A U.N.-led study released Monday shows a hole in the protective layer of ozone over Antarctica is on track to fully recover in about four decades, thanks to the global phasing out of nearly 99% of banned ozone-depleting substances.
The report, published every four years, was presented Monday at the 103rd Annual Meeting of the American Meteorological Society in Denver.
The report indicates that if current policies remain in place, the ozone layer is expected to recover to 1980 values — before the appearance of the ozone hole — by around 2066 over the Antarctic, by 2045 over the Arctic and by 2040 for the rest of the world. It shows the Antarctic ozone hole has been slowly improving in area and depth since the year 2000.
The scientific assessment monitors the progress of the Montreal Protocol, a global agreement reached in 1987 and put into place in 1989, intended to protect the Earth’s ozone layer by phasing out the chemicals that deplete it, often used as propellants in household products or in air conditioning.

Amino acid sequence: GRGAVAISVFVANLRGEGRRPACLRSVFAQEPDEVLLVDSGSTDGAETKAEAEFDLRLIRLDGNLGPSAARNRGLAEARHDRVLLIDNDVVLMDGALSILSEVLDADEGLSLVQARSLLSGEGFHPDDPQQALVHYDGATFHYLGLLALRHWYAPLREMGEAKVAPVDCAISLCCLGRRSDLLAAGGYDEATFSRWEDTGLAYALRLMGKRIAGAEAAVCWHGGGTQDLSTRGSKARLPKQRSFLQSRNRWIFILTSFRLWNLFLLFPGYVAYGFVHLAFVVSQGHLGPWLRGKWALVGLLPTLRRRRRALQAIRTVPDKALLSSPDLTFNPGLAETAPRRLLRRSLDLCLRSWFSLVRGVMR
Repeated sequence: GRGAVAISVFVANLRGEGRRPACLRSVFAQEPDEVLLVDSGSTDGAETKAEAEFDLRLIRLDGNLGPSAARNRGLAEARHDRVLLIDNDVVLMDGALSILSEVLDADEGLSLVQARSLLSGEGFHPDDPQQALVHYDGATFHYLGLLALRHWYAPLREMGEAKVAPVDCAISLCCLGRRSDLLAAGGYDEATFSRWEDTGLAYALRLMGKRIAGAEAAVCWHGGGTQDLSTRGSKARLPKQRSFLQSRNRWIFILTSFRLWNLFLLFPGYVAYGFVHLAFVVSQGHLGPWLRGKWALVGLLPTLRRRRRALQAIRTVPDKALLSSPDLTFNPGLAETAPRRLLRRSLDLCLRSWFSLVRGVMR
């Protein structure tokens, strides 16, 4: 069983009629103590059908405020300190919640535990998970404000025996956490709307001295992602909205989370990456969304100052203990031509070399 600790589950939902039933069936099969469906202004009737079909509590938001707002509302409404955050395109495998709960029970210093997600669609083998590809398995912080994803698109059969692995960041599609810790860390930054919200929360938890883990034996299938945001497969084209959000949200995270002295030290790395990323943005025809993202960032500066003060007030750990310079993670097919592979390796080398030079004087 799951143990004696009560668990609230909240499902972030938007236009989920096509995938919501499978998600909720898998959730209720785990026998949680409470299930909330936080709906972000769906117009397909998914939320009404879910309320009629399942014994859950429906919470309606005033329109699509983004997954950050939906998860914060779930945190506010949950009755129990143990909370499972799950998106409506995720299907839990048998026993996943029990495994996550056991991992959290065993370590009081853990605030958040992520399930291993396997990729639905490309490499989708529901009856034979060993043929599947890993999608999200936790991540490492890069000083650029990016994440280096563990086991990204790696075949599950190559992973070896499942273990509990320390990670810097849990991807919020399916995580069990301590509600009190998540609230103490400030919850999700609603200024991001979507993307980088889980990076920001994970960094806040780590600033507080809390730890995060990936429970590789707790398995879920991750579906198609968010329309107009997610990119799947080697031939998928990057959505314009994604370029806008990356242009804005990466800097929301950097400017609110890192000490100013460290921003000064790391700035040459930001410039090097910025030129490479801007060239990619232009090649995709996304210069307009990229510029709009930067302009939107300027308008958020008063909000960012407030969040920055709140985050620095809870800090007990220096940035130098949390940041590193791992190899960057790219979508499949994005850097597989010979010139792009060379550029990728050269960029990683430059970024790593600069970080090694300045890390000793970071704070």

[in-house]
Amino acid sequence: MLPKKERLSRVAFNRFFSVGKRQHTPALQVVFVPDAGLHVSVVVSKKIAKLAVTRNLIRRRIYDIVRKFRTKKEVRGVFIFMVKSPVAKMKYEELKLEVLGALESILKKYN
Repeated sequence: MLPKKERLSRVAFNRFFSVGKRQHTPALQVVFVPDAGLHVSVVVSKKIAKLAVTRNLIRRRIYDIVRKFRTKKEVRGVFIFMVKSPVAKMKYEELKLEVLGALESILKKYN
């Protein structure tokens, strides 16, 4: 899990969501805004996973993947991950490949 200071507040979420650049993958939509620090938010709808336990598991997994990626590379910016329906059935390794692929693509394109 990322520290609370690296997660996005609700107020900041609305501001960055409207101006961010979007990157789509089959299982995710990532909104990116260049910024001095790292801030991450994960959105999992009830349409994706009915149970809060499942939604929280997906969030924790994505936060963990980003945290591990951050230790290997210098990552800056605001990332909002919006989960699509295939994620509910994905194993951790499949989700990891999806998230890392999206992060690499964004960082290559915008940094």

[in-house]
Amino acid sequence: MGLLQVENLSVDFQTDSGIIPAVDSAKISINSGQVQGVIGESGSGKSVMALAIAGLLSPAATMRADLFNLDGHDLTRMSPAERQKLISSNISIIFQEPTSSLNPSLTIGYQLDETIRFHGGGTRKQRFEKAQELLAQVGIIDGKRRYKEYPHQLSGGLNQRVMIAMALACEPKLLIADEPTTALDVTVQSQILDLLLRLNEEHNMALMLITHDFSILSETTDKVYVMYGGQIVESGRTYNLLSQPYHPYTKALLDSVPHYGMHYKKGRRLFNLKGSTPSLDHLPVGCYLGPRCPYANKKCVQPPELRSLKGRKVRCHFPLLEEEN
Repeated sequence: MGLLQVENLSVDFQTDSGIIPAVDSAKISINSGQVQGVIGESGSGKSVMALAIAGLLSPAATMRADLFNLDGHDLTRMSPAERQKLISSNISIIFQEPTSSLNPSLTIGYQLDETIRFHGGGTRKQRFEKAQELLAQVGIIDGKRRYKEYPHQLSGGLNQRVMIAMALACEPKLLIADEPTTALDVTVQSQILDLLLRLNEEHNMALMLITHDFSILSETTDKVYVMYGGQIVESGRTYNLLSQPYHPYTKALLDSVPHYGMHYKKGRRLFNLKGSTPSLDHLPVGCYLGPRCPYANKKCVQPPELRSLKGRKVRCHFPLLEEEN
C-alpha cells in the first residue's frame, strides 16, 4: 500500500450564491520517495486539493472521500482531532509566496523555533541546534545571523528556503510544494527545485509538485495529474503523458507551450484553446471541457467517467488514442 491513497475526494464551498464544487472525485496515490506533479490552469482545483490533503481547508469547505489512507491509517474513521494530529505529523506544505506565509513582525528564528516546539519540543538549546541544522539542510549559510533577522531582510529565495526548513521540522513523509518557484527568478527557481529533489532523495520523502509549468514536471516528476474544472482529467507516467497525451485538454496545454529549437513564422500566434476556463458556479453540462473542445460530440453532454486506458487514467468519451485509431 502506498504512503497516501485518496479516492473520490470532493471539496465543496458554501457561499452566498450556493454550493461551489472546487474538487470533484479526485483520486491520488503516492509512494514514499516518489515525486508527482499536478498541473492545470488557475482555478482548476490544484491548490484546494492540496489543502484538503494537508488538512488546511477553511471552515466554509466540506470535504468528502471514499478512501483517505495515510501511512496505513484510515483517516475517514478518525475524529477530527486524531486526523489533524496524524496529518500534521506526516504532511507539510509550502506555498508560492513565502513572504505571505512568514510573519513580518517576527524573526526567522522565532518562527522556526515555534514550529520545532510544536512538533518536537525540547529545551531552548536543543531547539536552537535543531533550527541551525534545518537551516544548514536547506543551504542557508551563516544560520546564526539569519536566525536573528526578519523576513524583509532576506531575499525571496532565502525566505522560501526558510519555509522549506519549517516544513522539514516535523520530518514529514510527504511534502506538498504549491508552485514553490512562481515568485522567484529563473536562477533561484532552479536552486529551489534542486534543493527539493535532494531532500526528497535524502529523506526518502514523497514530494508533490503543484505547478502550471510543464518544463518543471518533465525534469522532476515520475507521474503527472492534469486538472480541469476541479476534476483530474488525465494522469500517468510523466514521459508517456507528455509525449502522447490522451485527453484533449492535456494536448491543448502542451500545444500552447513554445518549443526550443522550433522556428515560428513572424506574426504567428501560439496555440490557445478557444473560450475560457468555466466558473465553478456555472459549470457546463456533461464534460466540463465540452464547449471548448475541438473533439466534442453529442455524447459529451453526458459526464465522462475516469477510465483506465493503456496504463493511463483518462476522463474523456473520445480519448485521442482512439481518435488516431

In a statement, U.N. Environmental Program Ozone Secretariat Meg Seki said the ozone recovery data in this latest study is “fantastic news.”
“The impact the Montreal Protocol has had on climate change mitigation cannot be overstressed,” she said, calling the treaty “a true champion for the environment.”
The latest assessment has been made based on extensive studies, research and data compiled by experts from the U.N. World Meteorological Organization; the U.N. Environment Program; the National Oceanic and Atmospheric Administration; the U.S. space agency, NASA; and the European Commission.